Tuesday, May 29, 2012
This story is a couple weeks old now, but that's okay. The first clutch of robins fledged about three weeks ago...or is it four now? Anyway, it was the Monday morning after the garden project painting the wash tubs blue and planting the mint and lemon balm. All day that Sunday, I caught glimpses of the juvenile robins hopping about the yard. On Monday morning when Andrew came home, he looked at the front porch and I greeted him at the front door. When I opened the door he said "look down at the welcome mat," and there, right by my feet was one of the juvenile robins. "Is he hurt?" I asked. We didn't know so I shut the door and got the camera and when I came back he had flown past the door and onto the grape vine tree. These nest cams are not only fun to watch, but gives scientists a whole new way to analyze behavior like never before. Below is the correspondence with Cornell, reprinted with their permission. Hi, we had four robins fledge from their front porch nest on Wednesday May 2. This morning, one of the juveniles was perched on one of our garden features just a few feet from the nest. The parents have already started to refurbish for the second clutch. this juvenile, was making very high pitched, insistent chirps. Neither adult robin would approach him or the nest and hovered about the garden at large. He did not appear hurt. Was he begging for food and the adults were trying to wean him off? Thanks Dear Julie, Some kids just don't get the hint! What you suspect is the most likely explanation for this behavior. I have even watched parents chase a youngster who keep coming around to beg for food when they believe that he ought to be feeding himself. We don't like watching that but, from the bird's perspective, it's really important that the youngster learn to fend for himself. I hope you've been watching the nest cams we've got up at our All About Birds website. There's one on a Red-tailed Hawk nest on the Cornell University campus where there are now three little balls of white fluff being fed regularly. They can be viewed at www.allaboutbirds.org/cornellhawks. In addition, four of the five eggs in the Great Blue Heron nest have hatched so the heron parents are being kept busy. They can be viewed at www.allaboutbirds.org/cornellherons. There's so much going on at the Lab that is fascinating. To learn more about some of those activities, sign up for our monthly eNewsletter at www.birds.cornell.edu. I also encourage you to visit our Facebook page, www.facebook.com/cornellbirds, where there is a community of people who are always asking and answering questions about birds. I'm so behind on blogging I haven't posted pictures of the robins right before they made their way into the wide world. Enjoy this series. I won't post pictures of the second robin clutch unless something notable happens.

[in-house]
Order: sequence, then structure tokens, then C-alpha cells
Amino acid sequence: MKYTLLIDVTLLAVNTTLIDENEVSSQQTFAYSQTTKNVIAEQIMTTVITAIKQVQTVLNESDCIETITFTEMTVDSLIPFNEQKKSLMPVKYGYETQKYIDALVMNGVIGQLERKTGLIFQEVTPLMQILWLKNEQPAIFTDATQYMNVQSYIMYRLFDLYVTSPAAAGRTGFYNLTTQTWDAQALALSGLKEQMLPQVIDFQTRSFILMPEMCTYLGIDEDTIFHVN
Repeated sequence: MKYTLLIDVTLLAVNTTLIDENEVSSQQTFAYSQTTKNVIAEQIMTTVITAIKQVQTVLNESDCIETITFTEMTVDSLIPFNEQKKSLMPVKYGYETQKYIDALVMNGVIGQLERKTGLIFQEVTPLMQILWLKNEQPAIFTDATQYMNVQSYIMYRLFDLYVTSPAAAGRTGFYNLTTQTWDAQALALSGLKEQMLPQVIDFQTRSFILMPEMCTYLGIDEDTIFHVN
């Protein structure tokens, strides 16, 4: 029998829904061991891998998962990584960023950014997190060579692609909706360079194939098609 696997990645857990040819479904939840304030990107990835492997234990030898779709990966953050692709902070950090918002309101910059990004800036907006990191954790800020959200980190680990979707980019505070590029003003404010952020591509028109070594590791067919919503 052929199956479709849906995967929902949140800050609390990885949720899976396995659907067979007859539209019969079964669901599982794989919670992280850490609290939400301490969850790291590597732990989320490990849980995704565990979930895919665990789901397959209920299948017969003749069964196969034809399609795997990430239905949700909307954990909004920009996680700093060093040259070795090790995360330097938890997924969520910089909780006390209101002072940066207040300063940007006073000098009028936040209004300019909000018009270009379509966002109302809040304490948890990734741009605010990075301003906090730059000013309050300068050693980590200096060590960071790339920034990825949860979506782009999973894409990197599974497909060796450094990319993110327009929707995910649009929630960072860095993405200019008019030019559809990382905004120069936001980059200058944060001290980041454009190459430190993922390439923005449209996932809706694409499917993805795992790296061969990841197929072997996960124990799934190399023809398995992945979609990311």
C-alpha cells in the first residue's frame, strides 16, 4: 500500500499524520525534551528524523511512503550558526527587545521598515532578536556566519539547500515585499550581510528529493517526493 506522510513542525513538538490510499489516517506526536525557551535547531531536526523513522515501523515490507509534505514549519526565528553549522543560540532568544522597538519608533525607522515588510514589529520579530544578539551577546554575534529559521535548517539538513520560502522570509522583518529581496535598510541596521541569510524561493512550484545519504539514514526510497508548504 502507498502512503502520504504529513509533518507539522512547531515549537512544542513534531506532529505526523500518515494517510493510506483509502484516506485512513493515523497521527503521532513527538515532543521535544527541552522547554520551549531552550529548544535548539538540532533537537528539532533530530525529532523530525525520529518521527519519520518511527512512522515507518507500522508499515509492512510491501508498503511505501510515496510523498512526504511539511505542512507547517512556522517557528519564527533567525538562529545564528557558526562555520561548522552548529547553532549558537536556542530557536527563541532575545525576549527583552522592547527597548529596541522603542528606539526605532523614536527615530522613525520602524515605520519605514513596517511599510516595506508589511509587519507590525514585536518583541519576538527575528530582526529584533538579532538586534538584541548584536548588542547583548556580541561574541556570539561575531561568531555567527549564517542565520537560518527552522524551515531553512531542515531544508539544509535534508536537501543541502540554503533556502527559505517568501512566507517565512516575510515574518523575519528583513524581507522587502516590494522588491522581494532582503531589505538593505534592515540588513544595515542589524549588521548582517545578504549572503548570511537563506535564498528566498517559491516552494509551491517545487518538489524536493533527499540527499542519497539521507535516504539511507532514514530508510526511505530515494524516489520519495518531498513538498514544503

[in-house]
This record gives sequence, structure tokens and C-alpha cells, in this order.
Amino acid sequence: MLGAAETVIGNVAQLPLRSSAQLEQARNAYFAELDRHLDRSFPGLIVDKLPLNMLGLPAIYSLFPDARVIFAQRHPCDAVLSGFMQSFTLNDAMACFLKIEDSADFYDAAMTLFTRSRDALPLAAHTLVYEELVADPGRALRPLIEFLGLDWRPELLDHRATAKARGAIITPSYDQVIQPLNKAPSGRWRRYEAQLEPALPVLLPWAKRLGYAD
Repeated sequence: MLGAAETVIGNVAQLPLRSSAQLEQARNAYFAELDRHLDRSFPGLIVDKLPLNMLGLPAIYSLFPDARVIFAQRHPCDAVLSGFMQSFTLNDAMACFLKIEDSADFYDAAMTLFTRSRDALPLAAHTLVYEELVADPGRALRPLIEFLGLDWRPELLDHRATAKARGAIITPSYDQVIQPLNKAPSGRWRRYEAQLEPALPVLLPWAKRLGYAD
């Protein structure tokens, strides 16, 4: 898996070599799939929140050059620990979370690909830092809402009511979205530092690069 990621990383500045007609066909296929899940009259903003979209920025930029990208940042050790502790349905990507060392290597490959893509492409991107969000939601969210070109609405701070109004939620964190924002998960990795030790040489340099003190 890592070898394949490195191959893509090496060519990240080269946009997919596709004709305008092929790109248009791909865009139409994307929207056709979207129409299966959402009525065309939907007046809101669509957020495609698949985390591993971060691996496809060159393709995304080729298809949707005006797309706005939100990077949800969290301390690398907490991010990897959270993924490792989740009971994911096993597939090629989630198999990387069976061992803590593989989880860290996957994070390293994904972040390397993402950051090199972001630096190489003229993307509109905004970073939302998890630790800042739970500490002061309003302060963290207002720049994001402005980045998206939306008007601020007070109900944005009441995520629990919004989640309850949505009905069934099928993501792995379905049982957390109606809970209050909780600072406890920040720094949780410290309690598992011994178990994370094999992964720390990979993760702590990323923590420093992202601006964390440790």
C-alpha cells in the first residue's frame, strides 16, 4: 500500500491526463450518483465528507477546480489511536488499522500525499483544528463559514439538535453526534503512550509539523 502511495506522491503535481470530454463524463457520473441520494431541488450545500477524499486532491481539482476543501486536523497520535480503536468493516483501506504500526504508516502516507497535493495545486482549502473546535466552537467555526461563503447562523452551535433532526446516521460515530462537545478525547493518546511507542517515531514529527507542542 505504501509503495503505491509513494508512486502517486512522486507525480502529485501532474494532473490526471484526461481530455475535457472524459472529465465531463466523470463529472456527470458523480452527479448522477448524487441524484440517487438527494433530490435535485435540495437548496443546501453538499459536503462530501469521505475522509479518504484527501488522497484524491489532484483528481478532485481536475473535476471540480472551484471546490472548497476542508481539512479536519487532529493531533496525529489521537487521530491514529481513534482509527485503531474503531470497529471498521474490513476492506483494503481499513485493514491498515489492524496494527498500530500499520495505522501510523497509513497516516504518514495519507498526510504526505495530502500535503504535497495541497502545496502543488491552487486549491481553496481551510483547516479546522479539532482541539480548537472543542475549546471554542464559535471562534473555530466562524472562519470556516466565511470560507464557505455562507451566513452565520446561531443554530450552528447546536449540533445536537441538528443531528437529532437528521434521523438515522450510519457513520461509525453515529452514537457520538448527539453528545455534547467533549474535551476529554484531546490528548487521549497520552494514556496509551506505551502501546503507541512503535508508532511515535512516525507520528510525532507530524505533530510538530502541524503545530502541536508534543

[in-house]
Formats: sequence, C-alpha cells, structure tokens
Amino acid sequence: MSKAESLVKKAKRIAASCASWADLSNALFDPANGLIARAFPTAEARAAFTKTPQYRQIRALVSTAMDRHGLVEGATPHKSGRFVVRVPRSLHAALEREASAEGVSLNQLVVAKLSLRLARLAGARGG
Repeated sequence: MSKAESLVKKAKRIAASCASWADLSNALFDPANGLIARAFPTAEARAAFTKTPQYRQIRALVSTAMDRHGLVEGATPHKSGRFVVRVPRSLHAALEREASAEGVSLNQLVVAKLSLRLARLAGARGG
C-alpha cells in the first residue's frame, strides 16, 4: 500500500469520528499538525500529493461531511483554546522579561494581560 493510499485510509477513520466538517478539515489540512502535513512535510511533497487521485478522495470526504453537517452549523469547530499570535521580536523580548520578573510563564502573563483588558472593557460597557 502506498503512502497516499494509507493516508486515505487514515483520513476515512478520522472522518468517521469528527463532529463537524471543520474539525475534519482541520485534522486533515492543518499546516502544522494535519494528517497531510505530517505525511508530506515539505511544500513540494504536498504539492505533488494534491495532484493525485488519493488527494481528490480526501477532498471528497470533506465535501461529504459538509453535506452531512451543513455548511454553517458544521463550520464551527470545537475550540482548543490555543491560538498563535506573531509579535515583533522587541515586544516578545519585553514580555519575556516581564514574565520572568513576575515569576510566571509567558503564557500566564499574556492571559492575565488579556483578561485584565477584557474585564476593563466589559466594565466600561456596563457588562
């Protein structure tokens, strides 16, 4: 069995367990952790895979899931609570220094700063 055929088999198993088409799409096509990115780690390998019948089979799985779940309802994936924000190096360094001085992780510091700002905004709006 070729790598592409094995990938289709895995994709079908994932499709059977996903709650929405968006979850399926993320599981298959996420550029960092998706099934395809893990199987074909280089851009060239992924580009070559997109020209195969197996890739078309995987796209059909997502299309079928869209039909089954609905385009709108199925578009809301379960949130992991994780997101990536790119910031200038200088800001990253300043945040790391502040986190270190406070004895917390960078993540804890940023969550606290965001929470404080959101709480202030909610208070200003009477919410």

Or it feels like it these days. Aside from the Robin news, we have a few kildeer about, the barn swallows are back in force, the bluebirds are still about, and the red winged blackbirds continue to be our nicest regular at the bird station. Here one of our resident males is hanging out in one of our oldest orchard trees.
Thursday, May 24, 2012